In complex discrete manufacturing, change is expected. You can’t build aircraft, ships, and industrial equipment made up of hundreds of subassemblies without making alterations to the original designs, production processes, and source materials along the way. Even so, operational changes can be very difficult to implement. Many manufacturers and MRO shops are still using paper and manual systems and hanging on to longstanding processes. Operations that function reliably are hard-won, and those who know what’s involved are wary of changing anything proven to work well.
The convergence of powerful technologies (3D models, artificial intelligence, IoT, big data analytics, additive manufacturing, and cloud-based MES platforms) has created a unique opportunity to raise operations to a whole new level of excellence. The emergence of digital integration, automation, production, and inspection tools is enabling the realization of smart manufacturing and supply chain transformation on a global scale.
Focus on integrating shop floor operations
Operational excellence is fertile ground for smart manufacturing technologies. The year ahead is prime time for enterprises to make strides in implementation, especially when it comes to integrating production operations. LNS Research expert Dan Miklovic has argued that operational excellence can be a key driver for justifying investments in digital transformation. To improve operational performance multiple elements must be addressed: asset performance management, quality management, health and safety, IoT, manufacturing operations, new product design, and supply chain management.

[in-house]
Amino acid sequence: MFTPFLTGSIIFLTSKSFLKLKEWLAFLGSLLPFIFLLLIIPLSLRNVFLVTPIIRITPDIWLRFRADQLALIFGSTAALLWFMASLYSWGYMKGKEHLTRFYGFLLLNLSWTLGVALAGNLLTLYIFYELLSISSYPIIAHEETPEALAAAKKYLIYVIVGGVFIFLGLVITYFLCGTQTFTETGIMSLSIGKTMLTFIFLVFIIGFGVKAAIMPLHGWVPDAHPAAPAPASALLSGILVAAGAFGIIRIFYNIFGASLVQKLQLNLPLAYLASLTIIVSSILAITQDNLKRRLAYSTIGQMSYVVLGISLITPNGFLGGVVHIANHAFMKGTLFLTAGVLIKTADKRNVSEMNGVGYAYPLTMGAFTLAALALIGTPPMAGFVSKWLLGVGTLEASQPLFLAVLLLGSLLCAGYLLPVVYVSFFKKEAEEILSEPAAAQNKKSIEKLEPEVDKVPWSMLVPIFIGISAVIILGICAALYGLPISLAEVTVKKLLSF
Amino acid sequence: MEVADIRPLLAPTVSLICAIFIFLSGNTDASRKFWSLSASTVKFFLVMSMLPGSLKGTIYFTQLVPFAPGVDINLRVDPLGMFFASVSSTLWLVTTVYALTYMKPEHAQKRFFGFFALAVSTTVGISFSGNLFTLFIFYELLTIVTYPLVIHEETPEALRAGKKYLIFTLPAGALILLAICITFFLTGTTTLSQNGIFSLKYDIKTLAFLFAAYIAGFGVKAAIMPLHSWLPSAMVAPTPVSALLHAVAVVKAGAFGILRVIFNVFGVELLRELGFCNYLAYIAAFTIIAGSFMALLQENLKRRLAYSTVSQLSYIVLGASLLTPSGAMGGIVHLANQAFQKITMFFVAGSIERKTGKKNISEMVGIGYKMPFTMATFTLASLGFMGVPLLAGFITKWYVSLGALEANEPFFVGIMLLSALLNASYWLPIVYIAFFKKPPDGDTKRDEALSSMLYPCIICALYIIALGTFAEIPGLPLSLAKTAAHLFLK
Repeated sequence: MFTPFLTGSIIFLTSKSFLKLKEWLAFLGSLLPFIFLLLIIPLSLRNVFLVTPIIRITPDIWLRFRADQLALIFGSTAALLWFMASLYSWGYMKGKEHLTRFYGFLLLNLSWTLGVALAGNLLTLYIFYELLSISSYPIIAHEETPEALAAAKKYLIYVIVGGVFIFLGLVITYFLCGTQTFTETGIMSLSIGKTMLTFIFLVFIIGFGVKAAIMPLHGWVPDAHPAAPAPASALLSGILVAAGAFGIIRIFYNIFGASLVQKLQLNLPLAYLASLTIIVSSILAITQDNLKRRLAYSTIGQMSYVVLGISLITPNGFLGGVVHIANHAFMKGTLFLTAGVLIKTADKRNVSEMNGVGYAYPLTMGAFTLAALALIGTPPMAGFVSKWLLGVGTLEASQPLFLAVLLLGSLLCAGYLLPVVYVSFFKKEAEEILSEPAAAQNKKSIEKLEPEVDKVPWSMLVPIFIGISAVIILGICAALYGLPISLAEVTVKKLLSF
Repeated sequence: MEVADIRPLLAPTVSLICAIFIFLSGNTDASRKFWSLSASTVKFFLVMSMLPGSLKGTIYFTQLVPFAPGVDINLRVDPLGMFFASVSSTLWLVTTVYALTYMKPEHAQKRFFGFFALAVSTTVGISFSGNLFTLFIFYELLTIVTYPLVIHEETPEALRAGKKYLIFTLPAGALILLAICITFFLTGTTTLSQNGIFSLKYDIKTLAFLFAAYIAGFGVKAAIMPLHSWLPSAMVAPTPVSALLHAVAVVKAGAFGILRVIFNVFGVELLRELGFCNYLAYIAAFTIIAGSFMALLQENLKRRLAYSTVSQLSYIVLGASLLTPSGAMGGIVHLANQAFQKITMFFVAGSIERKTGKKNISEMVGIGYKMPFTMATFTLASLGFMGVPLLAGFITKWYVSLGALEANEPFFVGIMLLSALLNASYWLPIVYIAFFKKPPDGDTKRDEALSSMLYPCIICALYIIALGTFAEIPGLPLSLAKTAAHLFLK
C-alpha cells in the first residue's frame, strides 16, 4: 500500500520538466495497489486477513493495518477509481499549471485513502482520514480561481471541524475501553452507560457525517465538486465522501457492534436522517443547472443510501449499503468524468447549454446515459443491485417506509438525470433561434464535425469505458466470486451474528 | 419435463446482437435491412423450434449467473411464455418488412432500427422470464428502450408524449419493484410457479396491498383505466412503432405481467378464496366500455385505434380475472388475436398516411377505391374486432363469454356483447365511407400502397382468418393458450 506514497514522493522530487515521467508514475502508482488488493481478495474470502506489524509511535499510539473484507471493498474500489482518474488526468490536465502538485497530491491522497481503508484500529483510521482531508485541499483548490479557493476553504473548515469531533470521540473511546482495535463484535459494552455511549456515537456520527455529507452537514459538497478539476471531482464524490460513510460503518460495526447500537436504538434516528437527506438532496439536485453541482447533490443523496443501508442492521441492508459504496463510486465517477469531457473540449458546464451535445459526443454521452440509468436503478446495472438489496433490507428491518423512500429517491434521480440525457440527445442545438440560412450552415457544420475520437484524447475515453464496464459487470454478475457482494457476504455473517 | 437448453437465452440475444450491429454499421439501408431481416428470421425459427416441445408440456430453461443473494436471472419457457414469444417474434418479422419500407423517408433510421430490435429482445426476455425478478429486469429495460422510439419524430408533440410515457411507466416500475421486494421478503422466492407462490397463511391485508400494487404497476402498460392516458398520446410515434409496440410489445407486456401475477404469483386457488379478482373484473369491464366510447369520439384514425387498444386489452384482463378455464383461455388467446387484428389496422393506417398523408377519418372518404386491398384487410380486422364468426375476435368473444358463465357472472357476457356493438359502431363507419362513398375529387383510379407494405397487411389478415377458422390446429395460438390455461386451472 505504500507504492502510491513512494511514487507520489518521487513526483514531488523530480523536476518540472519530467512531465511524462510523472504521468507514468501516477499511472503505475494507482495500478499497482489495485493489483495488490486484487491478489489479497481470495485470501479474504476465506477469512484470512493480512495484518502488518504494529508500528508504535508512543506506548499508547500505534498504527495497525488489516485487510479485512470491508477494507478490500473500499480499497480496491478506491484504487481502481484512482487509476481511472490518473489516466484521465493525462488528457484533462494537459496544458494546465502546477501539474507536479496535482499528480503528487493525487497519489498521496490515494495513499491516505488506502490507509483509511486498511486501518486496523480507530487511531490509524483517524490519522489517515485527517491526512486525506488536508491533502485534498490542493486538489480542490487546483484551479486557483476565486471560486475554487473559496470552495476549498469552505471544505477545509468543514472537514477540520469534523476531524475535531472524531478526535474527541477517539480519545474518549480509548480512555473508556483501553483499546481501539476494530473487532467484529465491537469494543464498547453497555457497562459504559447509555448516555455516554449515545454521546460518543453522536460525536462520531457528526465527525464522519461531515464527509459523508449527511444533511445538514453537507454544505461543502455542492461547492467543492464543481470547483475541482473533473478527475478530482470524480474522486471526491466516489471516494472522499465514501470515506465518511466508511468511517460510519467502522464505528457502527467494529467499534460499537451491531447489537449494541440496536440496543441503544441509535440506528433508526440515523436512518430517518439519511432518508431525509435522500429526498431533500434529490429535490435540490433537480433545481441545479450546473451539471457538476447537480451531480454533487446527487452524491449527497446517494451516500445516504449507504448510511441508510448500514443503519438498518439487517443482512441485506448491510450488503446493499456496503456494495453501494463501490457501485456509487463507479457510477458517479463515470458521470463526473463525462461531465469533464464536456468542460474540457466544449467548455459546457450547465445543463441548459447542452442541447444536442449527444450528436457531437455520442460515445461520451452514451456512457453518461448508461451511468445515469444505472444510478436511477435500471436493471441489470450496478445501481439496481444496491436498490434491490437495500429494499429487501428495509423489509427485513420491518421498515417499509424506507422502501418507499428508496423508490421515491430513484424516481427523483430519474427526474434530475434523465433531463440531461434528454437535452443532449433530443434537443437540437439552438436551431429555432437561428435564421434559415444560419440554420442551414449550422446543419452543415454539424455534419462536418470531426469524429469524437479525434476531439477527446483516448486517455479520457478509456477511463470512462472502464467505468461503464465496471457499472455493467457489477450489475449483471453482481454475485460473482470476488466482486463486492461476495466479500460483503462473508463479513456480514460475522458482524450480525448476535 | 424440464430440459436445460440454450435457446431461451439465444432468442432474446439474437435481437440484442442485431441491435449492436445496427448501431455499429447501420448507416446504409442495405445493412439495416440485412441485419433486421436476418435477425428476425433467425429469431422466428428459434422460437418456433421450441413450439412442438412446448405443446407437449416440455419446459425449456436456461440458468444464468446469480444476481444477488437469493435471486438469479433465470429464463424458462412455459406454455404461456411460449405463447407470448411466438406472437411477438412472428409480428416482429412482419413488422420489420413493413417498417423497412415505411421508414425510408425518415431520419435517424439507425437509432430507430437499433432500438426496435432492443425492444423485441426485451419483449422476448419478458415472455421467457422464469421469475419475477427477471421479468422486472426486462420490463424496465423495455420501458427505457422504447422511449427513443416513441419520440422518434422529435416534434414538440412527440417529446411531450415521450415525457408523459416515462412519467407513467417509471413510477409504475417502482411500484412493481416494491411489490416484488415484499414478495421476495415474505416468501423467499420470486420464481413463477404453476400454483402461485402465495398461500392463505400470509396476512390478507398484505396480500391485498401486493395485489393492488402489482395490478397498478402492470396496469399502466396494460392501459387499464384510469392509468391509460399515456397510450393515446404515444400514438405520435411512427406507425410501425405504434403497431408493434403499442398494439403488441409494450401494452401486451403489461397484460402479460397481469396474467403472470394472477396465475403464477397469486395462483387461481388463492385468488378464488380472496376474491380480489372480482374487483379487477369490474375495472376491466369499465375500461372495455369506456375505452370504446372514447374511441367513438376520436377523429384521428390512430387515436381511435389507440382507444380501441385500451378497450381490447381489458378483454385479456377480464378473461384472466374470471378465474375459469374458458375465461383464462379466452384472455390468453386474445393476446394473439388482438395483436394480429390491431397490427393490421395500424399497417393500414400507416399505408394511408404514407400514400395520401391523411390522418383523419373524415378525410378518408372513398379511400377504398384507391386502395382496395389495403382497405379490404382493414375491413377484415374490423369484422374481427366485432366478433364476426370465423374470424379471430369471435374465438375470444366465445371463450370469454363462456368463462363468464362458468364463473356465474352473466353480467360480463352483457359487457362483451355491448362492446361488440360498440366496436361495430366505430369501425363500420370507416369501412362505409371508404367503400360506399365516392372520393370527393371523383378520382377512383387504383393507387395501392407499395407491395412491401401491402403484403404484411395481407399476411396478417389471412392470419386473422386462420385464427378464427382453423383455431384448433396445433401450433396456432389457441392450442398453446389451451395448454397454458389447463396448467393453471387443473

Challenges and obstacles include: functional silos for people, processes, and data; underutilization of metrics; executive buy-in, and development of new skill sets. In order to realize the benefits of technology investments, these issues will have to be addressed throughout the enterprise and supply chain.
Many manufacturers thought that adopting PLM and ERP systems would bring them up to speed. But there’s a lot happening on the shop floor that doesn’t bubble up into the ERP. Small changes pile up over the course of large-scale manufacturing projects. The visibility enabled by complete, real-time, model-based data streams that integrate everything from design to real world performance to maintenance (often referred to as the digital thread and its corollary, the digital twin) results in less risk, higher quality, greater cost control, and major reductions in waste.
Next level change management
Often, a final design plan begins to unravel as soon as it arrives on the shop floor. Manufacturing engineers start by following the initial designs, but inevitably, countless changes happen in the production phase. We estimate that less than 20 percent of those changes are communicated back to the design engineers. This is highly inefficient — how can designers continue to improve if they don’t receive consistent feedback about what works, what doesn’t, and why?
Excellent, high quality products should be driven by designs that reflect engineering and production know-how, incorporate customer feedback, and avoid errors. As we know from lean and Six Sigma practices, quality increases through repetition — but it’s important that the quality improvement extends across the enterprise and doesn’t get stuck on the shop floor. Advanced change management, performance analytics, process visibility, and systems integration will drive major shifts along the entire continuum from design to production to MRO.